Thursday, June 10, 2004

Dropped intro. Frederic Reynolds, 12 years old, thought he was going to die. He was walking down the narrow passage between Vinegar Yard and Bridges Street at nine o'clock on a May evening in 1777, when he heard a terrible noise above his head. The sudden, tremendous rumble made him sure that Drury Lane theatre, which formed one side of the passage, was collapsing, and that he was going to be killed. He covered his head with his hands and ran for his life, but 'found the next morning that the noise did not arise from the falling of the house, but from the falling of the screen in the fourth act; so violent and so tumultuous was the applause and laughter.' He had passed by the opening night of Sheridan's new play, The School for Scandal." - Fintan O'Toole, A Traitor's Kiss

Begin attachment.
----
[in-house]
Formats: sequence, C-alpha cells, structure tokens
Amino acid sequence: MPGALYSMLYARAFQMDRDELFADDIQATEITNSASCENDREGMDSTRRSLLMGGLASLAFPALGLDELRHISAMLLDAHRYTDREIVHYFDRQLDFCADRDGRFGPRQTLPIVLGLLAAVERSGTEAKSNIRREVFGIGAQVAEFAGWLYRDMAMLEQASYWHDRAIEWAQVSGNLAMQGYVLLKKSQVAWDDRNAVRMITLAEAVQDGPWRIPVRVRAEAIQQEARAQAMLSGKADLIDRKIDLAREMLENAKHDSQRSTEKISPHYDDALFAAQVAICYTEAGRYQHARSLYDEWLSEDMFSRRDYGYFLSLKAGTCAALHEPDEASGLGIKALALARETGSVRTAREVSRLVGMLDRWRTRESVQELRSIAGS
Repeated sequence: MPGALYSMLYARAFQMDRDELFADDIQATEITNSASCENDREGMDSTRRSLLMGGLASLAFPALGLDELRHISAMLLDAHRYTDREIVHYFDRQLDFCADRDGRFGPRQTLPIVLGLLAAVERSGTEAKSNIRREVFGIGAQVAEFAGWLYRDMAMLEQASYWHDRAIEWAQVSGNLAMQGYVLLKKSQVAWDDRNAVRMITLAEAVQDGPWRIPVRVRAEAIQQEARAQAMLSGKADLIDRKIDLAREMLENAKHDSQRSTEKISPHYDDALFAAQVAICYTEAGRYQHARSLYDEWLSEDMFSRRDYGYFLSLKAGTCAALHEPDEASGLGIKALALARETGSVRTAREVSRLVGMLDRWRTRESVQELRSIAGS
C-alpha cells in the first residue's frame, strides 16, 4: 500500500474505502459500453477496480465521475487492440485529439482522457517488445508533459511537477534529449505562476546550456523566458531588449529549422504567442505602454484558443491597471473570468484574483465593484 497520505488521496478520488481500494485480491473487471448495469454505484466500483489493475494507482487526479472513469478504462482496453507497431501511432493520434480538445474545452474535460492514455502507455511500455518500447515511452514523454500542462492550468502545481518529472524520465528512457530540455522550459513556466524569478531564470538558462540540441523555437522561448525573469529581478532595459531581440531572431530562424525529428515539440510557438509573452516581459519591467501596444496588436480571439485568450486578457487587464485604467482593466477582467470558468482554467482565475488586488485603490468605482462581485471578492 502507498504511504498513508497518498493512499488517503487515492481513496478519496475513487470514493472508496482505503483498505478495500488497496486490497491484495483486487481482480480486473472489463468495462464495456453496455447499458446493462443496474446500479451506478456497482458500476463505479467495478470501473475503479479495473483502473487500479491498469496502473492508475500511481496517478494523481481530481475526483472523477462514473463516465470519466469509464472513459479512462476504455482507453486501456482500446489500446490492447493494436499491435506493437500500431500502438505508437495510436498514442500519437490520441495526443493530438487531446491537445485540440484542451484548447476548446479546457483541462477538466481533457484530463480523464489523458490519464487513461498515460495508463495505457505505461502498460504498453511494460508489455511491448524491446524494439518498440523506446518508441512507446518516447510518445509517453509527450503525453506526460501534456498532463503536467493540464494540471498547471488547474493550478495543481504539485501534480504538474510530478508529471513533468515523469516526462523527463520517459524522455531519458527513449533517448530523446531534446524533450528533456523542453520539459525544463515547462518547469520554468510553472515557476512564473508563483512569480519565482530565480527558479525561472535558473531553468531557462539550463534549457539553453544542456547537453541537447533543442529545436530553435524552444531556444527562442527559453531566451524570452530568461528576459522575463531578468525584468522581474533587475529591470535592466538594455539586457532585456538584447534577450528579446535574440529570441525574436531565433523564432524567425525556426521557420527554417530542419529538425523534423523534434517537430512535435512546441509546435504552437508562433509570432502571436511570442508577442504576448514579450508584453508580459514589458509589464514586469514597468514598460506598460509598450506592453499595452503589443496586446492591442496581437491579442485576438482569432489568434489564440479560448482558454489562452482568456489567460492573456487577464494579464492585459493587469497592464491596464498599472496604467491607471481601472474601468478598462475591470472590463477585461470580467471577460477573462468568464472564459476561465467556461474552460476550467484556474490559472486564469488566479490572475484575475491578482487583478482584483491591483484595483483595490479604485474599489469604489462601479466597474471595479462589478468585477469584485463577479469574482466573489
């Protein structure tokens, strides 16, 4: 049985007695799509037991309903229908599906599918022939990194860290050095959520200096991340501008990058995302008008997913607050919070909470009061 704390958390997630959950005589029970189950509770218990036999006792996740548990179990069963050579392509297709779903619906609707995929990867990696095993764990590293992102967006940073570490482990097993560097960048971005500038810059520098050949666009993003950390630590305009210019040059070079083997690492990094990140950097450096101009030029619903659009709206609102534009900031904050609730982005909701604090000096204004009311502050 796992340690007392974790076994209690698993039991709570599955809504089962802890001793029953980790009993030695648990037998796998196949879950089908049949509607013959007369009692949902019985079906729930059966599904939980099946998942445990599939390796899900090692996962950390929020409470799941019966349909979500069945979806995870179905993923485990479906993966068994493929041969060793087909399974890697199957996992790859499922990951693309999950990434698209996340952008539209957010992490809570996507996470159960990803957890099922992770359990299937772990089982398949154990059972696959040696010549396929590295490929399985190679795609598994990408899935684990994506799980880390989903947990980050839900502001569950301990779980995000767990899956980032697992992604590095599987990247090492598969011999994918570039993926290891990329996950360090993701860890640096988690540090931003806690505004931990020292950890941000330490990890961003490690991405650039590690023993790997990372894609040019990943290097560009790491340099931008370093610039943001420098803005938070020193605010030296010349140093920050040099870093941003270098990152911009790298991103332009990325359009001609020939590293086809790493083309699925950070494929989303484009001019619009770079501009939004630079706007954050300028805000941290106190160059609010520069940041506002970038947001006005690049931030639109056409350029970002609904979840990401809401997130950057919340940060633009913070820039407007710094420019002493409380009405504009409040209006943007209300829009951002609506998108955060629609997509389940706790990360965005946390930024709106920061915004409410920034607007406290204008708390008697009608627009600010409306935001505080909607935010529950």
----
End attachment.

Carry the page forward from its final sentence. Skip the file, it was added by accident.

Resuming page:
[A Traitor's Kiss: The Life of Richard Brinsley Sheridan, by Fintan O'Toole, Granta, London, 1997. I never realised that Sheridan had so much politics in him; nor that they were of such a good democratic sort. And you can judge the journalistic pizzazz from the above.]

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